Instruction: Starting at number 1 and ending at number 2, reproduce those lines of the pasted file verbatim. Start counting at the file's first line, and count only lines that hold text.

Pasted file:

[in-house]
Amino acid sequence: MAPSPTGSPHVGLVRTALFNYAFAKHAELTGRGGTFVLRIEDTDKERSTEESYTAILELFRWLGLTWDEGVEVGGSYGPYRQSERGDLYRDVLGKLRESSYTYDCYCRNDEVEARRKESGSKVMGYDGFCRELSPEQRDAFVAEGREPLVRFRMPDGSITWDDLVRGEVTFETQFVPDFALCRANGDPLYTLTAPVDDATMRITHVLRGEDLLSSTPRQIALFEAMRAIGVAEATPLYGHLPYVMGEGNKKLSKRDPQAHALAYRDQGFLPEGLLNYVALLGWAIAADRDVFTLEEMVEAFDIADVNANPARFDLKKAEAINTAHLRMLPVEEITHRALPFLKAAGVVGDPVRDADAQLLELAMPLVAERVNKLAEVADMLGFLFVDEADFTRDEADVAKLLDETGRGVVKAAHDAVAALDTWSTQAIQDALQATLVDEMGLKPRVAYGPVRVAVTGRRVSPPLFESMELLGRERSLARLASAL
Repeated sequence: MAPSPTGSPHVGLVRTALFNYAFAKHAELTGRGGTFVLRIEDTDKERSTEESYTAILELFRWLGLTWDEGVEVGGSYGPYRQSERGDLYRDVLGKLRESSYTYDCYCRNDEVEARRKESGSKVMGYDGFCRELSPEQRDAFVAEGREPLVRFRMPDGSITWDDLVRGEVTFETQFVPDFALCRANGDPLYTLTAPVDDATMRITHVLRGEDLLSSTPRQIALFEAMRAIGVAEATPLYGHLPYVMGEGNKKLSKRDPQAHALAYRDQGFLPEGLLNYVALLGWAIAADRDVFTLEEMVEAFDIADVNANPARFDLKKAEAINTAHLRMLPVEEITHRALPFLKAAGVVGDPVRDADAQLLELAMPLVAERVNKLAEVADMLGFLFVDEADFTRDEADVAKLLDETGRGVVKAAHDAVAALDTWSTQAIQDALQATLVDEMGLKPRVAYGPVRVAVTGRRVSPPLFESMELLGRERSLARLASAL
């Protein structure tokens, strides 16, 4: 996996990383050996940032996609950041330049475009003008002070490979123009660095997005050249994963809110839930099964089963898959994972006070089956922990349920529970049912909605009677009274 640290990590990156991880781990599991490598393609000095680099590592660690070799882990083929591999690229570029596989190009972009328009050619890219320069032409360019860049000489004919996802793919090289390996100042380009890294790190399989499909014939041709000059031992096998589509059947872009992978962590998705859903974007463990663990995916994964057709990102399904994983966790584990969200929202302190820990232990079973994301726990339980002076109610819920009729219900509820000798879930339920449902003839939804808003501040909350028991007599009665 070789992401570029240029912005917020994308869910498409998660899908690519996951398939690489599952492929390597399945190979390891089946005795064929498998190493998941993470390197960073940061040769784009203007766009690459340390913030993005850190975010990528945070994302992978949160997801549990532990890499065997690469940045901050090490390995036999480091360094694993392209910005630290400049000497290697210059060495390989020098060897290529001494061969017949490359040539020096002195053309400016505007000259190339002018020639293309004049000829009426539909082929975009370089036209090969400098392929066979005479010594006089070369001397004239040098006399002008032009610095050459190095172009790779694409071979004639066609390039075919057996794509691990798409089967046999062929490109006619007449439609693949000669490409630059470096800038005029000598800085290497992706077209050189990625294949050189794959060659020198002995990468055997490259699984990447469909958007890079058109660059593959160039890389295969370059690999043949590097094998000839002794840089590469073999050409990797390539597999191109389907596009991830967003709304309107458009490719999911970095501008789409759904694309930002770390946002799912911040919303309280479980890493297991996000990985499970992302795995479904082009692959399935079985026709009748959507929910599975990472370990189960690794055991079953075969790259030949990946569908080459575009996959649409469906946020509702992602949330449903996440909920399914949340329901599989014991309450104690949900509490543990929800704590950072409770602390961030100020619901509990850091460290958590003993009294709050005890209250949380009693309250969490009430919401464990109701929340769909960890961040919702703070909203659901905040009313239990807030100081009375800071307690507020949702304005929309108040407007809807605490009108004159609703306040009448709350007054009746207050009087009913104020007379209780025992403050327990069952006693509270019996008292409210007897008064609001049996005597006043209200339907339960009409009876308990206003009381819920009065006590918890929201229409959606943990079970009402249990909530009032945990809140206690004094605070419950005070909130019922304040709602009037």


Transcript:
[in-house]
Amino acid sequence: MAPSPTGSPHVGLVRTALFNYAFAKHAELTGRGGTFVLRIEDTDKERSTEESYTAILELFRWLGLTWDEGVEVGGSYGPYRQSERGDLYRDVLGKLRESSYTYDCYCRNDEVEARRKESGSKVMGYDGFCRELSPEQRDAFVAEGREPLVRFRMPDGSITWDDLVRGEVTFETQFVPDFALCRANGDPLYTLTAPVDDATMRITHVLRGEDLLSSTPRQIALFEAMRAIGVAEATPLYGHLPYVMGEGNKKLSKRDPQAHALAYRDQGFLPEGLLNYVALLGWAIAADRDVFTLEEMVEAFDIADVNANPARFDLKKAEAINTAHLRMLPVEEITHRALPFLKAAGVVGDPVRDADAQLLELAMPLVAERVNKLAEVADMLGFLFVDEADFTRDEADVAKLLDETGRGVVKAAHDAVAALDTWSTQAIQDALQATLVDEMGLKPRVAYGPVRVAVTGRRVSPPLFESMELLGRERSLARLASAL